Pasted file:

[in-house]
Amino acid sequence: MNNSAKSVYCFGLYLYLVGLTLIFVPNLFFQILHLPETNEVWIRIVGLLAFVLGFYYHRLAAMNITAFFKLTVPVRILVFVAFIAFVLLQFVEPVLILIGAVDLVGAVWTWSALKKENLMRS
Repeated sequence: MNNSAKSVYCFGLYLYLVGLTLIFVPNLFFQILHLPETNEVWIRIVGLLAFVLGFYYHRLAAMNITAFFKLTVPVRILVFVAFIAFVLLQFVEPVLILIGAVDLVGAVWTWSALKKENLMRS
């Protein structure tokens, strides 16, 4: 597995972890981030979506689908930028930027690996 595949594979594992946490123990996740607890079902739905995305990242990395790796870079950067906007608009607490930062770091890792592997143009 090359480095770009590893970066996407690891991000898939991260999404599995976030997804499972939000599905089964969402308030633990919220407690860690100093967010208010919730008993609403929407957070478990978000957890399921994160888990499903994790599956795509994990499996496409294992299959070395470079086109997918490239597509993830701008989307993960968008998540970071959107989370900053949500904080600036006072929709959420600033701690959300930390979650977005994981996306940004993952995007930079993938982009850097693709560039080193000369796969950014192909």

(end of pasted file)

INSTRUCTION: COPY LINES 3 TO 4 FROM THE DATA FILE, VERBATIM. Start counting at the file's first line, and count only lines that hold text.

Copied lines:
Repeated sequence: MNNSAKSVYCFGLYLYLVGLTLIFVPNLFFQILHLPETNEVWIRIVGLLAFVLGFYYHRLAAMNITAFFKLTVPVRILVFVAFIAFVLLQFVEPVLILIGAVDLVGAVWTWSALKKENLMRS
């Protein structure tokens, strides 16, 4: 597995972890981030979506689908930028930027690996 595949594979594992946490123990996740607890079902739905995305990242990395790796870079950067906007608009607490930062770091890792592997143009 090359480095770009590893970066996407690891991000898939991260999404599995976030997804499972939000599905089964969402308030633990919220407690860690100093967010208010919730008993609403929407957070478990978000957890399921994160888990499903994790599956795509994990499996496409294992299959070395470079086109997918490239597509993830701008989307993960968008998540970071959107989370900053949500904080600036006072929709959420600033701690959300930390979650977005994981996306940004993952995007930079993938982009850097693709560039080193000369796969950014192909």